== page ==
A Probabilistic Passenger-to-Train Assignment Model based on Automated Data
Yiwen Zhu, Haris N. Koutsopoulos and Nigel H.M. Wilson
Transportation Research Part B
The paper presents a methodology for assigning passengers to individual trains using: (i) fare transaction records from Automatic Fare Collection (AFC) systems and (ii) Automatic Vehicle Location (AVL) data from train tracking systems. The proposed Passenger-to-Train Assignment Model (PTAM) is probabilistic and links each fare transaction to a set of feasible train itineraries. The method estimates the probability of the passenger boarding each feasible train, and the probability distribution of the number of trains a passenger is unable to board due to capacity constraints. The access/egress time distributions are important inputs to the model. The paper also suggests a maximum likelihood approach to estimate these distributions from AFC and AVL data. The methodology is applied in a case study with data from a major, congested, subway system during peak hours. Based on actual AFC and train tracking data, synthetic data was generated to validate the model. The results, both in terms of the trains passengers are assigned to and train loads, are similar to the "true" observations from the synthetic data. The probability of a passenger being left behind (due to capacity constraints) in the actual system is also estimated by time of day and compared with survey data collected by the agency at the same station. The left behind probabilities can be accurately estimated from the assignment results. Furthermore, it is shown that the PTAM output can also be used to estimate crowding metrics at transfer stations.
Inferring Left Behind Passengers in Congested Metro Systems from Automated Data
Yiwen Zhu, Haris N. Koutsopoulos and Nigel H.M. Wilson
Transportation Research Part C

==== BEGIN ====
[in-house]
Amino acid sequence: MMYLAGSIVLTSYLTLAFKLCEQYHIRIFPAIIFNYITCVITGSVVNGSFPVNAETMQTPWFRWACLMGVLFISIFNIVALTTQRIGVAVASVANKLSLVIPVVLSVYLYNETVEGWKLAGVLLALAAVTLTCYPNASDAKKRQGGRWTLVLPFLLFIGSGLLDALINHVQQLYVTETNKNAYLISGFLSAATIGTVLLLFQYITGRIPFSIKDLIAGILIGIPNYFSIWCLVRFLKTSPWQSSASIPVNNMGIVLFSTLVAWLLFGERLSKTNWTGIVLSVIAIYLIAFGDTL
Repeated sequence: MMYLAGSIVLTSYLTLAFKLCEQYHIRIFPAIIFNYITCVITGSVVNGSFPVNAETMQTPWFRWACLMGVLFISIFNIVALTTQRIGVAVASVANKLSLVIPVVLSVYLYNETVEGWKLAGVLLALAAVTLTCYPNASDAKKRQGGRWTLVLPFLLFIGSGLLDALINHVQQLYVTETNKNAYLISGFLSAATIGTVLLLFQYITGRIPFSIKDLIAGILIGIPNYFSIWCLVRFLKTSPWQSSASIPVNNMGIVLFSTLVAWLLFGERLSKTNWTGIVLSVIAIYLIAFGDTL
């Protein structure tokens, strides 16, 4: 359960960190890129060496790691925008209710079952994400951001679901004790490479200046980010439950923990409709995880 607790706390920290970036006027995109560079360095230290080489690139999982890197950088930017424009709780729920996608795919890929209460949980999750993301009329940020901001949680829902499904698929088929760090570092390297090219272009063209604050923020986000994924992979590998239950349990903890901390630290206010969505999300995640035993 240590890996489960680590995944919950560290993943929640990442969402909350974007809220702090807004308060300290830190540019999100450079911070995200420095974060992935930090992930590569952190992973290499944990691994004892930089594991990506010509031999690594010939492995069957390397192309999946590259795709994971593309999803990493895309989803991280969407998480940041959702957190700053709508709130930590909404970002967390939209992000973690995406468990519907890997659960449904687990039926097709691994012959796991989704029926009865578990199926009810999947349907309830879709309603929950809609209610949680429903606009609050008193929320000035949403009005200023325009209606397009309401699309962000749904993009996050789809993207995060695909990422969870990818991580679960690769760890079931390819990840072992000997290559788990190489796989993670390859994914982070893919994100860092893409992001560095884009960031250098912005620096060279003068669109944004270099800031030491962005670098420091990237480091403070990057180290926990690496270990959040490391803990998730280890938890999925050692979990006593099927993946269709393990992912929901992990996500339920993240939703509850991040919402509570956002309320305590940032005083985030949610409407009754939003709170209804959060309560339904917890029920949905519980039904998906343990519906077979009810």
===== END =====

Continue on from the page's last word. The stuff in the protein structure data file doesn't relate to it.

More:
With subway systems around the world experiencing increasing demand, measures such as passengers left behind are becoming increasingly important. This paper proposes a methodology for inferring the probability distribution of the number of times a passenger is left behind at stations in congested metro systems using automated data. Maximum likelihood estimation (MLE) and Bayesian inference methods are used to estimate the left behind probability mass function (LBPMF) for a given station and time period. The model is applied using actual and synthetic data. The results show that the model is able to estimate the probability of being left behind fairly accurately.
Capacity-Constrained Network Performance Model for Urban Rail Systems
Baichuan Mo, Zhengliang Ma, Haris N. Koutsopoulos and Jinhua Zhao
Transportation Research Record
This paper proposes a general Network Performance Model (NPM) for urban rail systems performance monitoring using smart card data. NPM is a schedule-based network loading model with strict capacity constraints and boarding priorities. It distributes passengers over the network given origin-destination (OD) demand, operations, route choice, and effective train capacity. A Bayesian simulation-based optimization method for calibrating the effective train capacity is introduced, which explicitly recognizes that capacity may be different at different stations depending on congestion levels. Case studies with data from the Mass Transit Railway (MTR) network in Hong Kong are used to validate the model and illustrate its applicability. NPM is validated using left behind survey data and exit passenger flow extracted from smart card data. The use of NPM for performance monitoring is demonstrated by analyzing the spatial-temporal crowding patterns in the system and evaluating dispatching strategies.